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Japanese Monks Stage Fashion Show
By MARI YAMAGUCHI, AP, Dec 16, 2007
TOKYO, Japan -- Japanese monks and nuns hit the catwalk in Tokyo on Saturday in a bid to spread Buddhism among younger people in this rapidly aging society.
<< In the "Tokyo Bouz (monk) Collection" held at Tsukiji Honganji, nearly 40 monks and nuns from eight major Buddhist sects joined in the event aimed at winning back believers. (AP Photo/Itsuo Inouye)
The fashion show opened with a Buddhist prayer set to a hip-hop beat at the centuries-old Tsukiji Honganji temple, where nearly 40 monks and nuns from eight major Buddhist sects showed off elaborate robes in an effort to win back believers.
Five monks from each school walked on the runway, then chanted prayers and wrapped up in a grand finale with confetti resembling lotus petals.
Buddhist monks traditionally wear simple black robes. But to appeal to more fashion-conscious youth, the monks wore green and yellow clothes, some with gold embroidery. Others wore elaborate, multilayered robes.
"Their robes were gorgeous," said Sayaka Anma, one of the audience in her 20s, after the monks' show. "I was a bit surprised in the beginning, but it was very moving."
More than 1,200 years after it first arrived from mainland Asia, Buddhism in Japan is in crisis, priests say.
Almost three-quarters of Japan's population of 120 million are registered as Buddhist, but for many, the only time they enter a temple is to attend a funeral. That has sent many of the country's 75,000 temples into financial trouble.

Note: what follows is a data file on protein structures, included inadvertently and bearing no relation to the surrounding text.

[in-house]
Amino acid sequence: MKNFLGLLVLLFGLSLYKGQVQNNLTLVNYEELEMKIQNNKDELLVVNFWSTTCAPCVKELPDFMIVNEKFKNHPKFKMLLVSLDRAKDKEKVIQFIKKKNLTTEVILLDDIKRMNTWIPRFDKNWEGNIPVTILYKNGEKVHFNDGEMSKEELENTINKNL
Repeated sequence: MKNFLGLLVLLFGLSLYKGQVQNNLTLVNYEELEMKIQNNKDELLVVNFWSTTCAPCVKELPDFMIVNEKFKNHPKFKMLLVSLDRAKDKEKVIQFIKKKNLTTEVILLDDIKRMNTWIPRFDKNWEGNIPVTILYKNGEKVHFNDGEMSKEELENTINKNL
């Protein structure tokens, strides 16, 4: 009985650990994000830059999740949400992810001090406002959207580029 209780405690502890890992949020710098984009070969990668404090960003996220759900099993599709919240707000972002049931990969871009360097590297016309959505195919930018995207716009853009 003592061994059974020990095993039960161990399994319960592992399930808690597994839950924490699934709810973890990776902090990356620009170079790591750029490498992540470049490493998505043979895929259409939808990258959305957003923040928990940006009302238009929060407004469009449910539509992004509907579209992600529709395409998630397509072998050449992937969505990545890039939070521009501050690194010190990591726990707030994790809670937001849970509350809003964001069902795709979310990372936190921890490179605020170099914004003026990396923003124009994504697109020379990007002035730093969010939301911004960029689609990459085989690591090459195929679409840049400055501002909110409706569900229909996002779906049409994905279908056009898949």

Japan's aging population has meant more funerals, but the declining population and birth rate means fewer young people to share the bill to keep temples afloat.
"We wanted to show the young people that Buddhism is cool, and temples are not a place just for funerals," said Koji Matsubara, a chief monk at Tsukiji.
The Tsukiji Honganji offers theological seminars in English for foreign visitors, and has fitted its main hall with a pipe organ for Western-style weddings to attract young couples. Some other temples have also introduced cafes, art galleries and other innovations to reach out to young people who are interested in a different lifestyle.
"Many of us priests share the sense of crisis, and a need to do something to reach out to people," said priest Kosuke Kikkawa, 37, one of the organizers of Saturday's event. "We won't change Buddha's teachings, but perhaps we need a different presentation that can touch the feelings of the people today."